In the wake of the 2014 West African Ebola outbreak, the international spread of Zika, the ongoing transmission of antimicrobial resistance, and the ever-present threat of another influenza pandemic, global health security has taken on a new level of importance. In line with the agenda that has been set to deal with these problems, Sydney, Australia was home to the over 800 member Global Health Security community this week as they met to participate in the first International Scientific Conference on Global Health Security. Participants came from over 65 countries, representing academia, local, national and international governmental and non-governmental organizations, public and animal health and security professionals, and the private sector, all committed to advancing global health security.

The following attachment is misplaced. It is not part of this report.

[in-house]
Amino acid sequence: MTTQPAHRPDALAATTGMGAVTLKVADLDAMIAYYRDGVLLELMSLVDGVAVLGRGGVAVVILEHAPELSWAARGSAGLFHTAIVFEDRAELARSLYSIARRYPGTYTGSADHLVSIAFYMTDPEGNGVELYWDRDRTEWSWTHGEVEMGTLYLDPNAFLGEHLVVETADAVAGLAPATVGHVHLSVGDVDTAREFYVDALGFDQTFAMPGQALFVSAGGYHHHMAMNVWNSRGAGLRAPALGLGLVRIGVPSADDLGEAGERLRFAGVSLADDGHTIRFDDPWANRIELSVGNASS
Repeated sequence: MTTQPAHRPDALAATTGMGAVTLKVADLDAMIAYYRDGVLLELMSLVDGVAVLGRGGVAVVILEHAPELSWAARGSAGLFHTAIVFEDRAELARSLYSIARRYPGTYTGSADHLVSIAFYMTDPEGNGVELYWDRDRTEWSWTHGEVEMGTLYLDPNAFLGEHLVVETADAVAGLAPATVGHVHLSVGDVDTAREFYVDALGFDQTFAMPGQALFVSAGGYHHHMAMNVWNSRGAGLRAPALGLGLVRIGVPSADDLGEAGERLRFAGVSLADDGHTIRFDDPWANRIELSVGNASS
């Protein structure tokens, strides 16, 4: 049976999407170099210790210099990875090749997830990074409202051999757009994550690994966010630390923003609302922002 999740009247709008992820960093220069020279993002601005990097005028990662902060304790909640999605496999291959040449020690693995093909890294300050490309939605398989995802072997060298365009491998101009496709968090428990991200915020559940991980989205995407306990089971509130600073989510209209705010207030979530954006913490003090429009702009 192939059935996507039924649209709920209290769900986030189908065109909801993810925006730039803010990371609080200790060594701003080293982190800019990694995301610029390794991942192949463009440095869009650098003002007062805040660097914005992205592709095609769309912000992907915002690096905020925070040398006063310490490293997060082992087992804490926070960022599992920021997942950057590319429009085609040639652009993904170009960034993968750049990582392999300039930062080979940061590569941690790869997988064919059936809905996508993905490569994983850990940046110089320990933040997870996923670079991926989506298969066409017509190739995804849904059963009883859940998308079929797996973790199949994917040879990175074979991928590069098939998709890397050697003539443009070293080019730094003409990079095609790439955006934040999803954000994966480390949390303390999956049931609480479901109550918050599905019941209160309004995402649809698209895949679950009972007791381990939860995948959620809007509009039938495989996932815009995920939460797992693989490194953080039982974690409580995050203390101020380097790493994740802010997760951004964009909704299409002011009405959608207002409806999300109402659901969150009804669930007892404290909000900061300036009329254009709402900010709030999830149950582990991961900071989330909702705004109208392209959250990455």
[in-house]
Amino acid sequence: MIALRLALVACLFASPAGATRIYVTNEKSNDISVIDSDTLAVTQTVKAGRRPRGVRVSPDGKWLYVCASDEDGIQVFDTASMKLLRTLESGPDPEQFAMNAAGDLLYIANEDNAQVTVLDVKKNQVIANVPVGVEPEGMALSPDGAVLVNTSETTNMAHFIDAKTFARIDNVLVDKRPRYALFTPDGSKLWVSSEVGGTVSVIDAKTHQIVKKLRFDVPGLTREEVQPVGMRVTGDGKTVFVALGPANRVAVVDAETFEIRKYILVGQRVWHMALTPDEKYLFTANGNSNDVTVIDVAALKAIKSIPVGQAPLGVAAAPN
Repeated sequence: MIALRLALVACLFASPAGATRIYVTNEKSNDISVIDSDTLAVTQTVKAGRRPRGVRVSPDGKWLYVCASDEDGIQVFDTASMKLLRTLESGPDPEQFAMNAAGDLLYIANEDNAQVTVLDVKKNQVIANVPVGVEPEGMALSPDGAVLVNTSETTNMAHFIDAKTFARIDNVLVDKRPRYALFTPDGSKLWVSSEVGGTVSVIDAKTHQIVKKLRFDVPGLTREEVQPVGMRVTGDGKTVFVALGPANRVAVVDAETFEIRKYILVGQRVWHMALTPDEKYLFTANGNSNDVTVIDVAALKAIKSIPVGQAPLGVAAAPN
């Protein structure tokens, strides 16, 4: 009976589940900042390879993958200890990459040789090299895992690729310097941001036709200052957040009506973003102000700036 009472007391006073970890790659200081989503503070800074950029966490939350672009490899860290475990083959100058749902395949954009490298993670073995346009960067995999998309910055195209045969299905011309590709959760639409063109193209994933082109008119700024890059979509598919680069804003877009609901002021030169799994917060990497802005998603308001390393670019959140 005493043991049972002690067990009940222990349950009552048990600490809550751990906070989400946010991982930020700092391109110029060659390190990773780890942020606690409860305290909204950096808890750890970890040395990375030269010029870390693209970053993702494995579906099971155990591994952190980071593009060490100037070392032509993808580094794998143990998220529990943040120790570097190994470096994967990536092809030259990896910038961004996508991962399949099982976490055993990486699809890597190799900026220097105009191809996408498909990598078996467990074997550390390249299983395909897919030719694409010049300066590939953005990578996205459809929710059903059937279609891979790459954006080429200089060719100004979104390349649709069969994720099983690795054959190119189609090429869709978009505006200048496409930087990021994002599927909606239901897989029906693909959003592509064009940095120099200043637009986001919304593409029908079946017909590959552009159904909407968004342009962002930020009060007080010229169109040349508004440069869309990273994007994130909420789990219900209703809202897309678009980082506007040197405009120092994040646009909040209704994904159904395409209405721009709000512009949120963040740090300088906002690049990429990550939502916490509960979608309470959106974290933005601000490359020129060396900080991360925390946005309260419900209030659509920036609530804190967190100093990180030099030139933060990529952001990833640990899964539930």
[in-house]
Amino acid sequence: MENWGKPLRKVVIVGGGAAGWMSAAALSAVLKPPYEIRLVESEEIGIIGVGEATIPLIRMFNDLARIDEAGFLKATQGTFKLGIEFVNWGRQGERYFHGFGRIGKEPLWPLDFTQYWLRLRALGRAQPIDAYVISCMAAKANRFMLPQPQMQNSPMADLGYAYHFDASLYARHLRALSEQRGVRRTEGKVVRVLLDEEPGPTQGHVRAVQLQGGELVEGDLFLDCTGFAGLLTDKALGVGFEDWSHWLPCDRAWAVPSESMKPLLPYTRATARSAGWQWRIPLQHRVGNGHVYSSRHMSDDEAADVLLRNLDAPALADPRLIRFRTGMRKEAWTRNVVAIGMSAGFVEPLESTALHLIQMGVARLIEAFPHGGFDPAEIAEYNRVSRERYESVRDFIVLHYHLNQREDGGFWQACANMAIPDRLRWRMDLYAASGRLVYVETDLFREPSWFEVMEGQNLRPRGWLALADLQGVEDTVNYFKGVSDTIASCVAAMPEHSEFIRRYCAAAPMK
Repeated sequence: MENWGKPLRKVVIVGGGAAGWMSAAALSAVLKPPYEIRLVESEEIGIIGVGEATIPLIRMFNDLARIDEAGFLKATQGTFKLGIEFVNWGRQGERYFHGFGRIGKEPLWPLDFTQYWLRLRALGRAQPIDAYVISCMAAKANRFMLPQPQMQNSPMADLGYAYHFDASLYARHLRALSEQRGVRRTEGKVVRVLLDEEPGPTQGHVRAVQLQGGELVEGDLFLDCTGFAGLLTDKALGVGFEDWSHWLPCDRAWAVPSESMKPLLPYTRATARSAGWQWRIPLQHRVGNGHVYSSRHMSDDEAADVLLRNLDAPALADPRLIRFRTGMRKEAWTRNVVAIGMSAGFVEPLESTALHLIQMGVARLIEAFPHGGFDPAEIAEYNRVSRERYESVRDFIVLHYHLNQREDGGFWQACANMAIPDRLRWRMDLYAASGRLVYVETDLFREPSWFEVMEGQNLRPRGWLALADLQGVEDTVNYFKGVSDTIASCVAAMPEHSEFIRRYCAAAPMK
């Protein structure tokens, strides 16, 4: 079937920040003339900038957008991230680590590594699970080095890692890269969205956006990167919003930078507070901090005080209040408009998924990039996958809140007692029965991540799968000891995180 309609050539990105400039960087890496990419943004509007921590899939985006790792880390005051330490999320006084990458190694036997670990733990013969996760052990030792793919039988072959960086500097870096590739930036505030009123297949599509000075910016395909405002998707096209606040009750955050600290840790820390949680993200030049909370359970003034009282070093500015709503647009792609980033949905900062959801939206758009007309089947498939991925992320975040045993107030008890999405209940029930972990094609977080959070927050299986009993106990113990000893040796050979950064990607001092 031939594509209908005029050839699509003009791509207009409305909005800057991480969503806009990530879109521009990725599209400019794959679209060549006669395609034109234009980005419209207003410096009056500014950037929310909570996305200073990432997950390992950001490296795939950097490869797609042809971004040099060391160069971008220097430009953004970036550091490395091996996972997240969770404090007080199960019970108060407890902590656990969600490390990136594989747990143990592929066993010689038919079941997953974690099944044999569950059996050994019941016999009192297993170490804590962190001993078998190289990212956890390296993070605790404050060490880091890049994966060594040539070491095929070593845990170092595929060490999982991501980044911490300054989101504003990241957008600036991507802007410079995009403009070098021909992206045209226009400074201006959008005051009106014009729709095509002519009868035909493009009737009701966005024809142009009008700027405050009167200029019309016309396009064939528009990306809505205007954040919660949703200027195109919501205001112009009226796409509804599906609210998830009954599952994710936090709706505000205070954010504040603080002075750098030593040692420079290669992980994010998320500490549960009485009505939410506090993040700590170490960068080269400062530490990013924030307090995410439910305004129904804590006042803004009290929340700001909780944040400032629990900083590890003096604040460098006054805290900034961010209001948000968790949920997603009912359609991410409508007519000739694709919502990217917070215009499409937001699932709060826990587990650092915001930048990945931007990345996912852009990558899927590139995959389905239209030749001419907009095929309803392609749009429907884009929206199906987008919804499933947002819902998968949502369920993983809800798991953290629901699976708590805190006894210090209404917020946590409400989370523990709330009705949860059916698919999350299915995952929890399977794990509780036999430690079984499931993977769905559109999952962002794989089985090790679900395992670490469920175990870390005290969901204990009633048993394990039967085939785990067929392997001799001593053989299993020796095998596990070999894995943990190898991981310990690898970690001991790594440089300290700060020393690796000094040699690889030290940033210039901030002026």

CfHSS represented by its executive director, Dr Michael Owusu, made a poster presentation at the forum.
The Director also signed the Sydney Statement on Global Health Security. The statement reads “Global health security is a state of freedom from the scourge of infectious disease, irrespective of origin or source. It is achieved through the policies, programmes, and activities taken to prevent, detect, respond to, and recover from biological threats. There are numerous challenges that pose significant risk to global health security, including a wide array of pathogens that present an existing and ongoing threat to both individual and collective health, antimicrobial resistance (AMR) and the emergence of currently untreatable infections, the potential for deliberate use of a biological weapon, and the synthesis of eradicated or novel pathogens.”
CfHSS would like to thank the CDC and APHL for their continuous support.